Similarly, "practices" are the tangible methods, guided by ethics, through which a company implements its values. For example, Netflix emphasizes the importance of knowledge-based, high-achieving employees and, as such, Netflix pays its employees at the top of their market salary range, rather than an earn-your-way-to-the-top philosophy. "People" come next, with companies employing and recruiting in a way that reflects and enhances their overall culture. Lastly, "narrative" and "place" are perhaps the most modern characteristics of corporate culture. Having a powerful narrative or origin story, such as that of Steve Jobs and Apple, is important for growth and public image. The "place" of business, such as the city of choice and also office design and architecture, is also one of the most cutting-edge advents in contemporary corporate culture.


  1. Cross Culture

    The interaction of people from different backgrounds in the business ...
  2. Merger Of Equals

    A merger of equals is when two firms of about the same size come ...
  3. Accounting Control

    An accounting control is a set of procedures that are implemented ...
  4. Corporate Hierarchy

    Corporate hierarchy is the arrangement of individuals within ...
  5. Organizational Behavior - OB

    Organizational Behavior (OB) is the study of the way people interact ...
  6. Human Resources (HR)

    The company department charged with finding, screening, recruiting ...
Related Articles
  1. Small Business

    How Corporate Culture Affects Your Bottom Line

    Here's a look at how companies can be successful financially by promoting a positive work atmosphere for employees.
  2. Insights

    Sexism Charges Bring Uber's Toxic Culture to Fore

    An employee penned a lurid tale of sexism in the workplace culture at the fast-growing startup.
  3. Tech

    Top Tips for Buying a Financial Advisory Practice

    When acquiring a new financial advisory practice, make sure that your game plan avoids these acquisition missteps.
  4. Investing

    Hedge Fund Fortunes Change, High-Rolling Culture Doesn't

    The lavish lifestyles of hedge fund employees have persisted, even as returns have dwindled.
  5. Small Business

    Zappos.com & Holacracy, Will It Work?

    Zappos amounts to the most expansive corporate implementation of Holacracy. Why did they do it?
  6. Managing Wealth

    Top 5 Ways to Retain Your Best Employees

    You need to think beyond salary to make the most talented people want to stay on for the long term.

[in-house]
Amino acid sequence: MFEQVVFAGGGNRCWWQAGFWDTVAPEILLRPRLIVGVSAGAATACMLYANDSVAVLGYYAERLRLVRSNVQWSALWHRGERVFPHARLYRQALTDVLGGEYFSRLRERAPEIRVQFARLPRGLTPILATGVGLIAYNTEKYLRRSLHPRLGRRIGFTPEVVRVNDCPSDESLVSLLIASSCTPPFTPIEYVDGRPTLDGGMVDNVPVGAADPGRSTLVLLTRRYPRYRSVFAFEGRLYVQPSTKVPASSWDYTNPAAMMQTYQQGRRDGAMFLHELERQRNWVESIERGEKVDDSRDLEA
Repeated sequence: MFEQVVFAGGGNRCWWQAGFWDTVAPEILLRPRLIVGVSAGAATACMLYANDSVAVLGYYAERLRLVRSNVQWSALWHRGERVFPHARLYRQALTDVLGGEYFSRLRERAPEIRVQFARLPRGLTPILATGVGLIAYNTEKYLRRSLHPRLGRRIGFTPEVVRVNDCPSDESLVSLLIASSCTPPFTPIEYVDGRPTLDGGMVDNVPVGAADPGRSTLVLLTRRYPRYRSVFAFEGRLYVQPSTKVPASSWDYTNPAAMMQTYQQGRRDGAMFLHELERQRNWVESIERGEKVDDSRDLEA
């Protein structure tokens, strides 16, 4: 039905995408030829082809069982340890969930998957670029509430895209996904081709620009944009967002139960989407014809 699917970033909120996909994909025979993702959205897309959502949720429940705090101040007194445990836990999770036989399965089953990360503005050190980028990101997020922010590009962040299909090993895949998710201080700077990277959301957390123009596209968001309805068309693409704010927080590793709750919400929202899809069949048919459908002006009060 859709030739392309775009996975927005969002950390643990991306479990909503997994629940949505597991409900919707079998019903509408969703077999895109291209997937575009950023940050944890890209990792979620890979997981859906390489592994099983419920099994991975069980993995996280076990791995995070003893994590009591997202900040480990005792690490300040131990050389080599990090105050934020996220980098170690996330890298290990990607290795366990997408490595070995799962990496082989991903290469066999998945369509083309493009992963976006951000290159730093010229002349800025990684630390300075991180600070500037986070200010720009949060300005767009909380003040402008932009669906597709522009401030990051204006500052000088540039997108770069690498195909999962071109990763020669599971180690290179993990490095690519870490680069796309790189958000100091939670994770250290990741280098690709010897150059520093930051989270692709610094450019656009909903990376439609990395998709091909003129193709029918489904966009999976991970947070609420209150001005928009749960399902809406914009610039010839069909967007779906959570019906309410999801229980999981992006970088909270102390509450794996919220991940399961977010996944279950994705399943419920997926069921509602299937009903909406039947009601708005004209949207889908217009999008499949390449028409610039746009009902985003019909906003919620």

7. Insights

    Facebook Is the Best Place to Work in 2018: Glassdoor Survey

    Facebook regained its crown as the best company to work for in the U.S., marking the third time it has won the title.
  8. Personal Finance

    Top 10 Companies with the Best Parental Leave Benefits (NFLX, ADBE)

    Ikea just announced it will offer its 13,000 salaried and hourly employees in the U.S. up to four months of paid parental leave. Here are the other companies that offer the best benefits around. ...
  9. Insights

    Uber to Change Culture and Present Diversity Report

    Controversies aside, the ride-sharing company had its most successful week ever last week.
  10. Financial Advisor

    Buying an Advisory Practice? These Tips Will Help You Get it Right

    Before purchasing a financial advisory practice, ensure due diligence is done and that you understand the business and culture of the organization in question.
  1. What are some ways employers can reduce employee turn over?

    Learn a few strategies in hiring, compensation and management that employers can use for increasing employee retention and ... Read Answer >>
  2. How do interpersonal skills influence a business culture?

    Interpersonal skills are vital to business culture because they determine not only how a person interacts with others, but ... Read Answer >>
  3. What does a merger or acquisition mean for the target company's employees?

    Learn about the likely impact of a merger-and-acquisition deal on the target company's employees, including their benefits ... Read Answer >>
  4. What are major differences between investment banking and private equity?

    Private equity and investment banking both raise capital for investing purposes, but they do so in very different ways. Read Answer >>
Hot Definitions
  1. Money Market

    The money market is a segment of the financial market in which financial instruments with high liquidity and very short maturities ...
  2. Perfect Competition

    Pure or perfect competition is a theoretical market structure in which a number of criteria such as perfect information and ...
  3. Compound Interest

    Compound Interest is interest calculated on the initial principal and also on the accumulated interest of previous periods ...
  4. Income Statement

    A financial statement that measures a company's financial performance over a specific accounting period. Financial performance ...
  5. Leverage Ratio

    A leverage ratio is any one of several financial measurements that look at how much capital comes in the form of debt, or ...
  6. Annuity

    An annuity is a financial product that pays out a fixed stream of payments to an individual, primarily used as an income ...
Trading Center